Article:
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Homework Help: Question involving the solution to a Lagrange Differential Equation

  1. Apr 5, 2010 #1
    1. The problem statement, all variables and given/known data

    y = xf(y') + g(y')

    Let y' = P
    taking d/dx and rearranging gives

    dx/dP - xf'(P)/{P - f(P)} = g'(P)/(P - f(P))

    a 1st order linear differential equation in standard form.

    2. Relevant equations

    When I attempt to solve by the suggested standard method, I end up with the following integral:

    [tex]\int f'(P)dp/(P - f(P))[/tex]

    3. The attempt at a solution
    I'm at a loss as how to go about integrating it.
    1. The problem statement, all variables and given/known data



    2. Relevant equations



    3. The attempt at a solution
     
  2. jcsd
  3. Apr 5, 2010 #2

    gabbagabbahey

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    Try the substitution [itex]u(p)=p-f(p)[/itex]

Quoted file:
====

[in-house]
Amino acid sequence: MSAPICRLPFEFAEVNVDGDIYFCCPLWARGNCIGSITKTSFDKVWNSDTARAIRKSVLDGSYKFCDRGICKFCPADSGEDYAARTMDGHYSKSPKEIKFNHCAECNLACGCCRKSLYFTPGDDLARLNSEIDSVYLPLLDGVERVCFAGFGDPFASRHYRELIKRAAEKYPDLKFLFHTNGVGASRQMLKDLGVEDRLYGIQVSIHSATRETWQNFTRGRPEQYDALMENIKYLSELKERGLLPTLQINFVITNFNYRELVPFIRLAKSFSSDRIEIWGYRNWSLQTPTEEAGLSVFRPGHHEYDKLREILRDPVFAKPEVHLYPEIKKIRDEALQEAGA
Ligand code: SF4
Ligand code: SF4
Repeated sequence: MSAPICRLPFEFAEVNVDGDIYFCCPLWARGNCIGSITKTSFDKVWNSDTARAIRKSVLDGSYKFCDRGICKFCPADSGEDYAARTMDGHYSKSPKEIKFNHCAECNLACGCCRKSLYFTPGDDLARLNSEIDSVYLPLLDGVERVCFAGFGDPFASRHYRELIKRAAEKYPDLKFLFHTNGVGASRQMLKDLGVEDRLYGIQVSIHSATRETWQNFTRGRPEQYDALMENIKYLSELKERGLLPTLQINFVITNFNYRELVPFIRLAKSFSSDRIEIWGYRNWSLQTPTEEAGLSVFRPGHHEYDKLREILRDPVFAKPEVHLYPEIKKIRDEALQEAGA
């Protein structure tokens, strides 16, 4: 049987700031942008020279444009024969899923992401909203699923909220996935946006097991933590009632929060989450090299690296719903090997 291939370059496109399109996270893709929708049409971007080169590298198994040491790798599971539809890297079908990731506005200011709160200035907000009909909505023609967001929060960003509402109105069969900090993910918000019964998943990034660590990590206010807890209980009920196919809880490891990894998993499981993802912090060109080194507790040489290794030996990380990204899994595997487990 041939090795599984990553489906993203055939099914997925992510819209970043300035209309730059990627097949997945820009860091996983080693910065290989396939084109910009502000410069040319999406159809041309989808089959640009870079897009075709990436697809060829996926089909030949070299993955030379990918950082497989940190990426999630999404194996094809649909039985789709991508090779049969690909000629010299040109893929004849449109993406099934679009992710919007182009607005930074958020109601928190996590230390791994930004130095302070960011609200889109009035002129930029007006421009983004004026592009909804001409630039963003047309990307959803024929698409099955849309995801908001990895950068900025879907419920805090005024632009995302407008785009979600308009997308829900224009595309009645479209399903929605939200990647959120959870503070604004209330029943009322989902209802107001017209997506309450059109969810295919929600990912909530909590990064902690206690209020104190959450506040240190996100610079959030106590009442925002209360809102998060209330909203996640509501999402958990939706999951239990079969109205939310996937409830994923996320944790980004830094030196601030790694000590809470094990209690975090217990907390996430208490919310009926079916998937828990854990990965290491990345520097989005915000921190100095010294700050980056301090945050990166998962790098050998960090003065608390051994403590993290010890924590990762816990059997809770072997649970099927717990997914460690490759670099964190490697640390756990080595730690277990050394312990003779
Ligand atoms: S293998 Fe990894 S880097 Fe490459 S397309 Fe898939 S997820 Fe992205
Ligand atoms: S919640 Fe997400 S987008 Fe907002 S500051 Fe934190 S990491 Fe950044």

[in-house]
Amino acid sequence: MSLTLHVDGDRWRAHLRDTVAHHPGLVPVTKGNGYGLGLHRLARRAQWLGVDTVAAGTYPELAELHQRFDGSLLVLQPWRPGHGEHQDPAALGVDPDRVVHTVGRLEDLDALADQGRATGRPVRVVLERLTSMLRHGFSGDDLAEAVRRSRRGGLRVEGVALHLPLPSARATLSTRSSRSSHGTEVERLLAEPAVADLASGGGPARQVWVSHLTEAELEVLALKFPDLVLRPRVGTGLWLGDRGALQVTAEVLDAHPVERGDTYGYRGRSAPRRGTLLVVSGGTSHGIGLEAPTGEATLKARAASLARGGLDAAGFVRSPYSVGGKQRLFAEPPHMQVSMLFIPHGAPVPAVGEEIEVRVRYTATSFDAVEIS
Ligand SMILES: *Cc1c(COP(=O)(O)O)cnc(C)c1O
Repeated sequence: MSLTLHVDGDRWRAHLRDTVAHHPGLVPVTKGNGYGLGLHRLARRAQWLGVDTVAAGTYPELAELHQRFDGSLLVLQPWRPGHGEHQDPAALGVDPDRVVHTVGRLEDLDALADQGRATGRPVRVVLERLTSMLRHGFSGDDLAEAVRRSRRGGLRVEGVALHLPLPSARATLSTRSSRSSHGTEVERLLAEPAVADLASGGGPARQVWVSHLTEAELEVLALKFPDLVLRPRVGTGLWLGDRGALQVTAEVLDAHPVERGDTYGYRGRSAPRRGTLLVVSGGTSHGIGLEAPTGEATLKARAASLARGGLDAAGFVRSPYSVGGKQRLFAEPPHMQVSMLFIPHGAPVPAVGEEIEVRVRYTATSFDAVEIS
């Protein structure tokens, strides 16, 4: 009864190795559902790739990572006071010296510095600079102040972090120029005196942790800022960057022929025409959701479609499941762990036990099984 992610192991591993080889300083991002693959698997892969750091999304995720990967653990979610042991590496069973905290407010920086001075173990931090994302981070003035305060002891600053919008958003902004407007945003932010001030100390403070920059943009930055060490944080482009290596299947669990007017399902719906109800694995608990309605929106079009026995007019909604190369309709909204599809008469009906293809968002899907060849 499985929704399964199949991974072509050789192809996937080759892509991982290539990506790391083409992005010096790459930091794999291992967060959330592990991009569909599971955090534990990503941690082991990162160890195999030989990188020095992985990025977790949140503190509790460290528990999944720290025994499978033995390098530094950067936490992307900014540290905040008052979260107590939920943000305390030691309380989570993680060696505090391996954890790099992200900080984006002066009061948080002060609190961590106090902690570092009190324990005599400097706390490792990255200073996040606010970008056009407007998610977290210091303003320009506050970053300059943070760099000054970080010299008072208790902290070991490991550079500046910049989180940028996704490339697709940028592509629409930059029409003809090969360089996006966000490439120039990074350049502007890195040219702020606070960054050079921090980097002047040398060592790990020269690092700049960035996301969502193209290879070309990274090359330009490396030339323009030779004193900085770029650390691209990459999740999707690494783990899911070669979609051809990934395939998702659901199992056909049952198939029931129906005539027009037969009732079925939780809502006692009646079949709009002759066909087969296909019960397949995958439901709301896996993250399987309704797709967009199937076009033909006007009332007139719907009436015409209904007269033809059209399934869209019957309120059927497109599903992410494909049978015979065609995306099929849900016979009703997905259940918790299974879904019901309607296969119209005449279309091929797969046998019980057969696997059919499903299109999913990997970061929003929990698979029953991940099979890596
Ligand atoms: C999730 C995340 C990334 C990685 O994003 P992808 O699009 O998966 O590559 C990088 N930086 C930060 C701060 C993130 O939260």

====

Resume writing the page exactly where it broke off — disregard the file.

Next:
4. Apr 5, 2010 #3
    I did and I got

    [tex]\int dP/u(P) - ln|u(P)|[/tex]
    What do I do with the 1st term?
     
  5. Apr 12, 2010 #4

    gabbagabbahey

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    I don't think you can simplify it any further without knowing what [itex]f[/itex] is. At least your integral no longer involves [itex]f'[/itex] though.
     
  6. Apr 13, 2010 #5
    P = y' ; y' = dy/dx I believe.

    The following site lays it out: http://www.newcircuits.com/articles.php
    under Lagrange differential equation.

    I was lead to this site after setting up the Euler-Lagrange equations in r,phi,theta, and became curious as to how to solve them or what kind of solutions they have. ie exact, series. Thanks.
     
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